Team:HKUST/Project/Experiment Design

From 2010.igem.org

(Difference between revisions)
Line 76: Line 76:
   <br/>
   <br/>
-
<div id="figure"><img src="http://2010.igem.org/Image:HKUST_ED_Fig-5.png" width="700" />
+
<div id="figure"><img src="http://2010.igem.org/wiki/images/9/92/HKUST_ED_Fig-5.png" width="700" />
</div>
</div>

Revision as of 18:24, 24 October 2010

Team: HKUST

Experiment Design

1. Construction of Chimeric AIP Receptor
2. Localization Test of Chimeric AIP Receptor
3. Functionality Test of the Chimeric AIP Receptor
4. Construction of RIP Production Cassette
5. Secretion Test of Hybrid Inhibiting Peptides
6. Bio-assay of the Reporter Plasmid
7. Functionality Test of Hybrid Inhibiting Peptides
8.References

1. Construction of Chimeric AIP Receptor    Top

Johnsborg, et al.  reported in his study that the transmembrane domain, other than the cytoplasmic domain, of a pheromone receptor would be responsible for the inducing specificity of corresponding signal molecules [1]. A fusion AIP sensor, AgrC (transmembrane domain) - PlnB (cytoplasmic catalytic domain), is designed to sense AIP molecules released by S.aureus and thereby activate Lactobacillus endogenous response regulators.

We fused the transmembrane domain of AgrC (amino acid 1-188, AIP receptor in S.aureus) with the cytoplasmic HPK domain of PlnB (amino acid 212-441, pheromone receptor in L.plantarum WCFS1). The fusion point is Leucine, a conserved amino acid in both AgrC and PlnB (186 in AgrC/212 in PlnB), linking the transmembrane domain and cytoplasmic HPK domain. The AgrC-PlnB chimeric receptor was cloned into the multiple cloning site of e.coli - Lactobacillus shuttle vector pMG36e, which contains a constitutive promoter P32.

2. Localization Test of Chimeric AIP Receptor    Top

To first examine the proper localization of AgrC-PlnB on the membrane of L. plantarum WCFS1, coding sequence of fluorescence protein mCherry was added after the chimeric receptor AgrC-PlnB. Since the N terminal of AgrC and PlnB is putatively associated with membrane localization, mCherry is fused at C terminal of the fusion construct, as denoted below:

The localization test will be performed by observing pMG36e-transformed L. plantarum WCFS1 under fluorescence microscope.

3. Functionality Test of the Chimeric AIP Receptor    Top

Experiment 1: Test in L.plantarum WCFS1

The GusA reporter assay will be used in testing the functionality of the chimeric receptor AgrC-PlnB in L. plantarum WCFS1. A gusA reporter unit consisting of an inducible plnA promoter and a gusA reporter gene was cloned into pMG36e at upstream of P32 promoter; the agrC/agrC-plnB was cloned into the multiple cloning site of pMG36e which is at the downstream of P32 promoter. As for the control groups, an empty pMG36e and a pMG36e which 1has only the gusA reporter unit were prepared. The construct-inserted shuttle vectors will then be transformed into L. plantarum WCFS1.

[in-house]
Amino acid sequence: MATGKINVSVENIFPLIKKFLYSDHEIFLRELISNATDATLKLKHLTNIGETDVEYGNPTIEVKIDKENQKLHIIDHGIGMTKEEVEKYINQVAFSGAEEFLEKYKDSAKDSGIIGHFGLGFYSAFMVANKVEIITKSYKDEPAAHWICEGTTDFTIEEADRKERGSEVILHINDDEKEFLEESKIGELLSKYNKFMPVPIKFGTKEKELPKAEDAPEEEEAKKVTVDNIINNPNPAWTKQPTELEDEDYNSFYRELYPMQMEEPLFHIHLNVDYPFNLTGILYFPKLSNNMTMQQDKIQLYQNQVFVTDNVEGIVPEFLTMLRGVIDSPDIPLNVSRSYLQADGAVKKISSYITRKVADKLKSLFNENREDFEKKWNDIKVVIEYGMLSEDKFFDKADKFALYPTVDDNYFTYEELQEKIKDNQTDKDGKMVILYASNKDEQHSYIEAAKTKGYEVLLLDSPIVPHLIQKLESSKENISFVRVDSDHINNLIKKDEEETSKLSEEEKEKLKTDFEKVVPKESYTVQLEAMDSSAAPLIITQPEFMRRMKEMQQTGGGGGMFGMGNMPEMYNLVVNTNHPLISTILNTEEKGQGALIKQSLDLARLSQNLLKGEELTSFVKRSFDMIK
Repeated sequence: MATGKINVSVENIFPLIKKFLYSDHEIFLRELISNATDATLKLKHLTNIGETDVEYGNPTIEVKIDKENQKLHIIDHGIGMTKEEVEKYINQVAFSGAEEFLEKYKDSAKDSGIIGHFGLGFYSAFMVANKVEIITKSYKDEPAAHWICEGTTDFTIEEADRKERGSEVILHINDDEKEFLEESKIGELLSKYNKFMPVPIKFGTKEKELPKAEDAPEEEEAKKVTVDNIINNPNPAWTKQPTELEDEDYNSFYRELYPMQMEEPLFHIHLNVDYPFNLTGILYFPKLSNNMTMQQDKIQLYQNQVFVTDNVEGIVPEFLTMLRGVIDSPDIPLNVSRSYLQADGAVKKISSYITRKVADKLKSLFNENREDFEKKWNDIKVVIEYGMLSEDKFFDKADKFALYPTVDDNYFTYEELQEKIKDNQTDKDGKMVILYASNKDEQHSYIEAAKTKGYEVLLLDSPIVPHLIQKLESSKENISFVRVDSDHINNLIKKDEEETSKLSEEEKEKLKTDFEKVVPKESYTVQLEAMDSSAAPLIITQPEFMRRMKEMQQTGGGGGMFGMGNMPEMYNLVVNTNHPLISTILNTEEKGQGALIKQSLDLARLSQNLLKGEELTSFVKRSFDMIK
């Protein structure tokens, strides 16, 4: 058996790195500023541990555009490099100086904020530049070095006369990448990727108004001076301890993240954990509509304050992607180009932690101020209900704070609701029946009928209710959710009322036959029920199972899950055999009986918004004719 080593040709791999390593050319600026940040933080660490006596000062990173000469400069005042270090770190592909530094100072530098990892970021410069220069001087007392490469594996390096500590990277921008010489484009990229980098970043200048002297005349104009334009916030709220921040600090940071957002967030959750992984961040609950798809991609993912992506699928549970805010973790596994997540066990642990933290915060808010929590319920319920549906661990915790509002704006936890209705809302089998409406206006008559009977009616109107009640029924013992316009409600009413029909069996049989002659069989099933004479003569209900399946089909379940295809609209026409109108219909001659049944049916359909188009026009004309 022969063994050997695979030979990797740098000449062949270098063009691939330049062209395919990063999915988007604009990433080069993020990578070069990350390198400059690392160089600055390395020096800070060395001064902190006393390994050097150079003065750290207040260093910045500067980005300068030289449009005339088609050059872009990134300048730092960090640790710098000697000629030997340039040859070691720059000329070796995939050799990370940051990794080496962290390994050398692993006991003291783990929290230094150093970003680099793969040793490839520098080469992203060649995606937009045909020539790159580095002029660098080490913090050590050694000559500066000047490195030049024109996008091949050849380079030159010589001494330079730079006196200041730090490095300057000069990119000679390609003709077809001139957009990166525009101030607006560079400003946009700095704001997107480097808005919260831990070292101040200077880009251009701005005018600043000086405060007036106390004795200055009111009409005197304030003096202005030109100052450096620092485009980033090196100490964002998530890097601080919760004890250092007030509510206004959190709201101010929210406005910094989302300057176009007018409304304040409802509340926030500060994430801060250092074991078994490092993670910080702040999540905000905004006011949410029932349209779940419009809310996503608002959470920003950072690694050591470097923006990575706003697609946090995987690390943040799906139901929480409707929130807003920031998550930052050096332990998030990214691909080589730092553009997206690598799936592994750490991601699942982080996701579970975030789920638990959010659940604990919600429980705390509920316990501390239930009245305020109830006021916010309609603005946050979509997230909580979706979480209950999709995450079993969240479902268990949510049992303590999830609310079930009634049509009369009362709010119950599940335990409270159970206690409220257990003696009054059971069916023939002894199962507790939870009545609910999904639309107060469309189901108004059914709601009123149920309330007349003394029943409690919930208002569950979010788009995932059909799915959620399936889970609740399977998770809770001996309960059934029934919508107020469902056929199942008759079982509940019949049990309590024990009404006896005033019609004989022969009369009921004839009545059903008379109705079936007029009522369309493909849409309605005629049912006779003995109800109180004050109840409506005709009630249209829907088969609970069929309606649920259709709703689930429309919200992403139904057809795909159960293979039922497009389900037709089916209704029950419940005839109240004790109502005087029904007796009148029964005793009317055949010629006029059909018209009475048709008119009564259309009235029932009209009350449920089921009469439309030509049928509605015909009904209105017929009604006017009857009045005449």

Each of the four groups aforementioned will be treated by 1) AIP (inducing peptide for S. aureus) induction 2) IP (inducing peptide for Lactobacillus) induction and 3) control without pheromone induction.

Due to the existence of endogenous pln locus in L. plantarum WCFS1, response regulator PlnC would possibly bind to the plnA promoter in shuttle vector pMG36e as well as the plnA promoter in L. plantarum WCFS1 genomic DNA. PlnA in the genomic DNA would then synthesize inducing peptides IP, which could bind to the original transmembrane sensor PlnB. Consequently, phosphorylated PlnC would result in background noise for testing our designed constructs. In another word, the natural pathway of pln quorum sensing and the introduced pathway of AIP signal transduction would interfere with each other; the gusA expression level could not directly indicate the response from chimeric AIP sensor.

Once synthesized IP, synthesized AIP or placebo was applied, GusA expression level would be examined every 1 hour for consecutive 10 hours. Group 3) is expected to give the highest level of gusA expression among all AIP-induced groups.

Experiment 2: Test in L.sakei Lb790

To reduce the noise brought by the cross talk between the natural pathway of pln quorum sensing and the introduced pathway of AIP signal transduction, modified constructs will be built and transformed into L. sakei Lb790, a Lactobacillus strain which does not have the pln locus. A new part of plnC following RBS is added to the construct to enable the proper signal transduction.

GusA expression level will be measured 3 hours after pheromone induction. Compared with the control groups, the chimeric receptor AgrC-PlnB would be proved to be functional if the GusA expression was comparatively high.

4. Construction of RIP Production Cassette    Top

An expression cassette (Construct 1) is designed to express the hybrid peptide DD13-RIP and drive its secretion to extracellular environment. A signal peptide is introduced to the construct to direct the secretion process since there is no evidence showing that DD13-RIP can be automatically secreted out by L. plantarum. Another construct (Construct 2), with only P32 promoter and the hybrid peptide DD13-RIP, serves as a control for the test.